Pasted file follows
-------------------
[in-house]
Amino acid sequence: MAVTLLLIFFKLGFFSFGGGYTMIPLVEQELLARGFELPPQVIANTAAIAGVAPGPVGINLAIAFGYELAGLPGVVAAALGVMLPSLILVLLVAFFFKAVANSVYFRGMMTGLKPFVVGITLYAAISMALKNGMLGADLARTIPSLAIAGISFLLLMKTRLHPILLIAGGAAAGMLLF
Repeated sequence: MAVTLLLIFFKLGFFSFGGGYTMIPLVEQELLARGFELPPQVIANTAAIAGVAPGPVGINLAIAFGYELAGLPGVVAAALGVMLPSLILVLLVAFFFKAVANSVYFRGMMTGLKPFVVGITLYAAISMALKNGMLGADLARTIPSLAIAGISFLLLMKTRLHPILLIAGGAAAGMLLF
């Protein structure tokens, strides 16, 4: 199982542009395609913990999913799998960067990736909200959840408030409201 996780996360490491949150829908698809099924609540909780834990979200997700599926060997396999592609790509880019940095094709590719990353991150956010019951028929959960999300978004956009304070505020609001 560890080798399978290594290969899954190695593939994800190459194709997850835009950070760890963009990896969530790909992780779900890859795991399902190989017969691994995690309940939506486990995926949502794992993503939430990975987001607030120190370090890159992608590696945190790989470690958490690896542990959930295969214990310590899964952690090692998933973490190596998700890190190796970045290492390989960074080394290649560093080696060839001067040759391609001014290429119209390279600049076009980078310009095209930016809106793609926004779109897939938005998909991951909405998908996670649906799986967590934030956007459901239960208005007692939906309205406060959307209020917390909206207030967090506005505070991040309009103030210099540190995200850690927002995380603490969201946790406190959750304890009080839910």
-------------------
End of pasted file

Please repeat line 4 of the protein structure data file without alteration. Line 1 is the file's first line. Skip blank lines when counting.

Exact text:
């Protein structure tokens, strides 16, 4: 199982542009395609913990999913799998960067990736909200959840408030409201 996780996360490491949150829908698809099924609540909780834990979200997700599926060997396999592609790509880019940095094709590719990353991150956010019951028929959960999300978004956009304070505020609001 560890080798399978290594290969899954190695593939994800190459194709997850835009950070760890963009990896969530790909992780779900890859795991399902190989017969691994995690309940939506486990995926949502794992993503939430990975987001607030120190370090890159992608590696945190790989470690958490690896542990959930295969214990310590899964952690090692998933973490190596998700890190190796970045290492390989960074080394290649560093080696060839001067040759391609001014290429119209390279600049076009980078310009095209930016809106793609926004779109897939938005998909991951909405998908996670649906799986967590934030956007459901239960208005007692939906309205406060959307209020917390909206207030967090506005505070991040309009103030210099540190995200850690927002995380603490969201946790406190959750304890009080839910």